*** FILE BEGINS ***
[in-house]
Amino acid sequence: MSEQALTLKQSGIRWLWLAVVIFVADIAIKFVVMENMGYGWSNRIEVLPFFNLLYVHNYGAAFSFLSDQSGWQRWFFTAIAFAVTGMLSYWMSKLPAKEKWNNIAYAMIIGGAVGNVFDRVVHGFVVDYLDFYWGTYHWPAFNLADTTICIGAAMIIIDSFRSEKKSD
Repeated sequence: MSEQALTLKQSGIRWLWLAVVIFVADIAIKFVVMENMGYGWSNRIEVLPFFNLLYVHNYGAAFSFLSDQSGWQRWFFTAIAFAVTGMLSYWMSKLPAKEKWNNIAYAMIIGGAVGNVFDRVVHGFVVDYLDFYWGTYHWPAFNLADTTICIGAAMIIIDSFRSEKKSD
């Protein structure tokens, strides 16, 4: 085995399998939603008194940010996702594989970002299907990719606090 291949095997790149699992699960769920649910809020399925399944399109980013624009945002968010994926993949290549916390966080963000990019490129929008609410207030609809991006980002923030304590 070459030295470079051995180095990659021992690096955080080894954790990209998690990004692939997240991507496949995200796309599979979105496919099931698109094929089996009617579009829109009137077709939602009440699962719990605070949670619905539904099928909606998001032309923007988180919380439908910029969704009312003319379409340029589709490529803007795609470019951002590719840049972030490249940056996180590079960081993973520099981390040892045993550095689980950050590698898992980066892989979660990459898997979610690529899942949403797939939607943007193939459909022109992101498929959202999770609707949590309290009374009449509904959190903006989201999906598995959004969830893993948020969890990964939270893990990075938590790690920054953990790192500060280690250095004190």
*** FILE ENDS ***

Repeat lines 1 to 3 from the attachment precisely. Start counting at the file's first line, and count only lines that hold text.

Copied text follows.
[in-house]
Amino acid sequence: MSEQALTLKQSGIRWLWLAVVIFVADIAIKFVVMENMGYGWSNRIEVLPFFNLLYVHNYGAAFSFLSDQSGWQRWFFTAIAFAVTGMLSYWMSKLPAKEKWNNIAYAMIIGGAVGNVFDRVVHGFVVDYLDFYWGTYHWPAFNLADTTICIGAAMIIIDSFRSEKKSD
Repeated sequence: MSEQALTLKQSGIRWLWLAVVIFVADIAIKFVVMENMGYGWSNRIEVLPFFNLLYVHNYGAAFSFLSDQSGWQRWFFTAIAFAVTGMLSYWMSKLPAKEKWNNIAYAMIIGGAVGNVFDRVVHGFVVDYLDFYWGTYHWPAFNLADTTICIGAAMIIIDSFRSEKKSD